The number of UK firms reporting an increase in export orders and confidence rose at the start of 2016, following a drop in growth at the end of 2015, the latest Quarterly International Trade Outlook (QITO) from the British Chambers of Commerce (BCC) and DHL has shown.
The report’s Trade Confidence Index, measuring the volume of trade documentation issued by accredited Chambers of Commerce, rose by 1.4% in Q1 2016, compared with the previous quarter, to stand at an index of 116.04 in Q1 2016. However, in annual terms there was a decline of 4.4% on Q1 2015.
During the same period, ONS data and the BCC’s Quarterly Economic Survey have shown that economic growth softened across the UK.
There were clear sectoral differences in Q1 2016. Among manufacturing exporters, the balance of firms reporting improvements in export sales over the first three months of the year rose from +1% in Q4 to +8%. This increase came after a six-year low in Q4 2015. The balance of manufacturers reporting improved export orders also rose from +1% to +8%.
Export sales growth dipped in the services sector, where the balance of service firms reporting improved export sales fell two points to +13%. However, export orders rose to +16% from +9%.
Across the regions and nations of the UK, there was a mixed picture. Despite showing growth throughout 2015, the volume of trade documentation issued in Scotland dropped to its lowest since Q3 2009, while the North East and Northern Ireland both reached record highs for their areas. These figures provide a strong proxy for levels of goods exports to non-EU markets.
The key findings from the report are:
· The Trade Confidence Index, a measure of the volume of trade documentation issued nationally, rose by 1.4% on Q4 2015, but fell by 4.4% on Q1 2015 – the index now stands at 116.04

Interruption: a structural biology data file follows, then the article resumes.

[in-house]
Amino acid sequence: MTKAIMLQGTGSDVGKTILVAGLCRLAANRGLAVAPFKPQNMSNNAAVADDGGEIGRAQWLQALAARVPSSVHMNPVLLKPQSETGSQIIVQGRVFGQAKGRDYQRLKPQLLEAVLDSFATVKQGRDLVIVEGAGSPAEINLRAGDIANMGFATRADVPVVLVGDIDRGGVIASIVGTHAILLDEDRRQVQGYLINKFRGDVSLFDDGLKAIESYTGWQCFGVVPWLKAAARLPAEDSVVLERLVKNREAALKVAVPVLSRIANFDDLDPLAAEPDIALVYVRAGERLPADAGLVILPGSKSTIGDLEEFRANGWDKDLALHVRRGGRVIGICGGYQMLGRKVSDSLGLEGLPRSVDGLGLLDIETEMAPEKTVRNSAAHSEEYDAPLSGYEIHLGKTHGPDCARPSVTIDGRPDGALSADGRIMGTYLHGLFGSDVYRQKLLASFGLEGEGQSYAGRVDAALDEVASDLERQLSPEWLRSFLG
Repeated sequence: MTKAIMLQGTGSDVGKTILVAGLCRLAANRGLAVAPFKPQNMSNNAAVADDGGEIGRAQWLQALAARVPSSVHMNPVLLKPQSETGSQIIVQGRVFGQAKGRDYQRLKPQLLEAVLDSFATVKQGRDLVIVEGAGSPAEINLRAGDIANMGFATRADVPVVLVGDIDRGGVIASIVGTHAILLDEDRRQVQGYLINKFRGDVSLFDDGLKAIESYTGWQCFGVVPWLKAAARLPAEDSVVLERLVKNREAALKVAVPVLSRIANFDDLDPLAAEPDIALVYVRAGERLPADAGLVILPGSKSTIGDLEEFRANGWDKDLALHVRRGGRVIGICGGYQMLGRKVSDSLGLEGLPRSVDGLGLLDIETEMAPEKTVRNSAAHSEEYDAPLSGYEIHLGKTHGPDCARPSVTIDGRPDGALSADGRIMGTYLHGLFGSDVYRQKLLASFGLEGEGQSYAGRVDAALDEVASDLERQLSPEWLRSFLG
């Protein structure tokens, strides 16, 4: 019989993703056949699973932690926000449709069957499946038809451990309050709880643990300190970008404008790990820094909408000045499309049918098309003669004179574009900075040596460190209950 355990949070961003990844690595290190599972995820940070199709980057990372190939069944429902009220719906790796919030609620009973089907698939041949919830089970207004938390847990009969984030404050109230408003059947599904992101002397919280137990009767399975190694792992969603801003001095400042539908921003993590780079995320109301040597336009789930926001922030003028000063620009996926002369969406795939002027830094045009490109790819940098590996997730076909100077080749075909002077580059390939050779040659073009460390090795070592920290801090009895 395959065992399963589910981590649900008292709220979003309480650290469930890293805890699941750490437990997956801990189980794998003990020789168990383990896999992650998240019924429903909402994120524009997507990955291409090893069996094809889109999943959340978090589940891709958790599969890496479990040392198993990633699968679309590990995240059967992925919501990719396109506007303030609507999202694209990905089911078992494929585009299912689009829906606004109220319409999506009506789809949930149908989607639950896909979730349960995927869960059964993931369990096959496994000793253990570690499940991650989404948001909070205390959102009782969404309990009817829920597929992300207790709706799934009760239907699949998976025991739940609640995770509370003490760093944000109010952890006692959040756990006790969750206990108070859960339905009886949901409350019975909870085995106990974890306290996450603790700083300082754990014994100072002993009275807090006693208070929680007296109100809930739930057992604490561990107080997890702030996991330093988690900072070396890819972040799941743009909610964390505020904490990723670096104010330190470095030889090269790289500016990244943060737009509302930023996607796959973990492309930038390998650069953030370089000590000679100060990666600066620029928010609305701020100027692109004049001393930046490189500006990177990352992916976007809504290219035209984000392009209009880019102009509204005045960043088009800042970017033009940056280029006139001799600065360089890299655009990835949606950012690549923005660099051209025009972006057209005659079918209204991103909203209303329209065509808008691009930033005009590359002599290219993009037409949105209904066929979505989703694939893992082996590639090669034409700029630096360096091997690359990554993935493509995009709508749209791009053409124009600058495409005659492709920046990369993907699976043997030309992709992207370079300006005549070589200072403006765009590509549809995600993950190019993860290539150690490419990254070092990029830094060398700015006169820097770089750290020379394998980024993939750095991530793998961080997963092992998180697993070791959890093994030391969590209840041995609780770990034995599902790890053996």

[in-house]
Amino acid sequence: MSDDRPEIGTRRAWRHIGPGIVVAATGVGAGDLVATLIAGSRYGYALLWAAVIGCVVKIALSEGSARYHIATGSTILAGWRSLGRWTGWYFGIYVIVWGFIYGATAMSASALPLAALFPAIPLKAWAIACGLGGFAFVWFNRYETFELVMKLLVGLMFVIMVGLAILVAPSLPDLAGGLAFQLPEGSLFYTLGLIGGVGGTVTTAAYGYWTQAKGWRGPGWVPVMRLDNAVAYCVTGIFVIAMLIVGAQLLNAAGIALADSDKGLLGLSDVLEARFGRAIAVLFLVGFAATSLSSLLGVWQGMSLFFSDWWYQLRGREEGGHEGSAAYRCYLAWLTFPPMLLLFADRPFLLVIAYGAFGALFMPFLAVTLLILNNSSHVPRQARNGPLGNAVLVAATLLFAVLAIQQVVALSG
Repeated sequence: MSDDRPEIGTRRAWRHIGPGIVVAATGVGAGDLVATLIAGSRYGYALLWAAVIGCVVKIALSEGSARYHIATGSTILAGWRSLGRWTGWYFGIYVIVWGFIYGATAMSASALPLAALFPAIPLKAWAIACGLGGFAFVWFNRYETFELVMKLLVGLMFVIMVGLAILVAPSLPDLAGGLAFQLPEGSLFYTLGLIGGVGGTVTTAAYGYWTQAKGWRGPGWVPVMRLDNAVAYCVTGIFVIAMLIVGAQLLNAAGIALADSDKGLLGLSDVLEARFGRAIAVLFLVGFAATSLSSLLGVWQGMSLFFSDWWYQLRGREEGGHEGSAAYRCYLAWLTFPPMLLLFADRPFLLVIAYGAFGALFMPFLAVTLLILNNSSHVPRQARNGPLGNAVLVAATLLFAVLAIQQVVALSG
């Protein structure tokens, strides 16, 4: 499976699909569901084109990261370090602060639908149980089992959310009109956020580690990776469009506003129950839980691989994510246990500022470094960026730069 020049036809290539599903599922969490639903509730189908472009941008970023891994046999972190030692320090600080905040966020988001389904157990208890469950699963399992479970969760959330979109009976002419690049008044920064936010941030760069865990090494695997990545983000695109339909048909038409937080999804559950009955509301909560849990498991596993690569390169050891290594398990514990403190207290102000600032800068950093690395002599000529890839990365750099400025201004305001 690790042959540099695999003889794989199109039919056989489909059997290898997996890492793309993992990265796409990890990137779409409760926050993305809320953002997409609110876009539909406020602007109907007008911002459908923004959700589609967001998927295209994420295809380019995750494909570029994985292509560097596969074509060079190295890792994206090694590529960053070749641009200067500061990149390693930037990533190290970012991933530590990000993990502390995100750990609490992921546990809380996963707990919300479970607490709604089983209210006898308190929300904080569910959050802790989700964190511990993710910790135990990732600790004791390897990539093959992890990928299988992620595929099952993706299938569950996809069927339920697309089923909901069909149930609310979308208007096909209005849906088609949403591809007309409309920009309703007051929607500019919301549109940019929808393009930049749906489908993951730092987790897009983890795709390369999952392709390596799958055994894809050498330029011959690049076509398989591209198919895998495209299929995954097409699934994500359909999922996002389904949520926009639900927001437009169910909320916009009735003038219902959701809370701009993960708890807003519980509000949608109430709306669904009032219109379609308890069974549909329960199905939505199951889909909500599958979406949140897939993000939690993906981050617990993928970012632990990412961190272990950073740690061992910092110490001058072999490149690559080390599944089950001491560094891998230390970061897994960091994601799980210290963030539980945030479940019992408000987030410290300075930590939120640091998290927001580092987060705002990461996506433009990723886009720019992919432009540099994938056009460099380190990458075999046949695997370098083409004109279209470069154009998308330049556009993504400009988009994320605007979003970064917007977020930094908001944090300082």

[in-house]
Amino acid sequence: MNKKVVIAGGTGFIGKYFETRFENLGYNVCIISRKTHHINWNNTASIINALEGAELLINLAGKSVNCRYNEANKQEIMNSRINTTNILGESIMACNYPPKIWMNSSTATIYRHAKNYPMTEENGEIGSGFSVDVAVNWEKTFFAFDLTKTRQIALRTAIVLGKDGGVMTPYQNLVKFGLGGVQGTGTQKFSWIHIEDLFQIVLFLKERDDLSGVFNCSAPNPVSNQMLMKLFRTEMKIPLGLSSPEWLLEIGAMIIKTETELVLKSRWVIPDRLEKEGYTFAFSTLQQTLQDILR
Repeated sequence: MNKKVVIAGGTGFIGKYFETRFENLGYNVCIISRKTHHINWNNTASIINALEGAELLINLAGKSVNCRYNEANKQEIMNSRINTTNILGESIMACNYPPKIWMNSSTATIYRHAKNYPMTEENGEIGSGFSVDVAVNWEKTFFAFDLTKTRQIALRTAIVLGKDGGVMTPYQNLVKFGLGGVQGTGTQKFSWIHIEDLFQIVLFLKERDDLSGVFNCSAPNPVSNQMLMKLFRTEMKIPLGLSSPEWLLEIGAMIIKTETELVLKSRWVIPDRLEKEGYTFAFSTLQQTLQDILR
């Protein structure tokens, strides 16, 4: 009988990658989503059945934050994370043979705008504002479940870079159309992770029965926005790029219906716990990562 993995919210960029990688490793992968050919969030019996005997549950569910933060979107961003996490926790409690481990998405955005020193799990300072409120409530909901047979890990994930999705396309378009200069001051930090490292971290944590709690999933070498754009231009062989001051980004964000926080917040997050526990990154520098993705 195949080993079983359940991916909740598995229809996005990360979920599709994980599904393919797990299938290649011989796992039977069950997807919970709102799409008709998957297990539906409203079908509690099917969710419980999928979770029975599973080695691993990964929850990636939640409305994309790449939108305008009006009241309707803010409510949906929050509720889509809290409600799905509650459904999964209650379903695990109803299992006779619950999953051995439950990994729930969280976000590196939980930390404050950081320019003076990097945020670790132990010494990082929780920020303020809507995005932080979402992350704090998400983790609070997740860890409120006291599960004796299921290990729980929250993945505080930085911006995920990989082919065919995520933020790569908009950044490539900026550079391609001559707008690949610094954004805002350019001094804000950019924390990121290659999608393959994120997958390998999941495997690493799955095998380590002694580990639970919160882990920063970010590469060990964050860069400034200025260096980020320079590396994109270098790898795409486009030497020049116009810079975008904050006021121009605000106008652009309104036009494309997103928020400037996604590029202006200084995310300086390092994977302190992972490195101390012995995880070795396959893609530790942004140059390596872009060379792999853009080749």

· The largest quarter-on-quarter increases in export document volumes were in the West Midlands (7.4%), South West (6.9%), and the North West (6.5%)
· The biggest declines in export document volumes were in Scotland (-13.6%), Yorkshire & Humber (-4.4%), and the East of England (-3.5%)
· BCC data shows that the balance of manufacturers reporting improved export sales rose to +8% in Q1 2016 from +1% the previous quarter, and export orders growth rose to +8% in Q1 2016 from +1% in Q4 2015
· The balance of services firms reporting improved export sales over the past three months fell to +13% in Q1 2016 from +15% in Q4 2015, and export orders growth rose to +16% in Q1 2016 from +9% in Q4 2015
Dr Adam Marshall, Acting Director General of the British Chambers of Commerce, said:
“Our latest analysis suggests that, despite efforts from businesses and government alike, we are not yet succeeding in transforming the UK’s export performance.
“There are a number of headwinds affecting our exporters, including a slowing global economy and major structural issues at home. Britain’s politicians need to focus on fixing the fundamentals of infrastructure, training and access to finance if we are to help UK firms to become more productive and competitive on the global stage.
“Although we saw a gentle rise in confidence and export orders this quarter, these improvements were from a low base. Manufacturers in particular have seen a long period of slowing export growth. Businesses and government will need to work together to nurture stronger export performance – a job that will take a decade or more to see through to fruition.”
Phil Couchman, CEO, DHL Express UK, said:
“Export performance continues to fluctuate across the different regions of the UK – making it an unpredictable time for businesses. With the EU referendum just around the corner, this is something that will be on the minds of exporters and also of those thinking about taking that first step in their export journey.
“However, businesses shouldn’t be put off by this uncertainty. Exporters and potential exporters should be reminded that there are plenty of support systems for businesses to lean on such as DHL, the BCC and many other expert organisations.”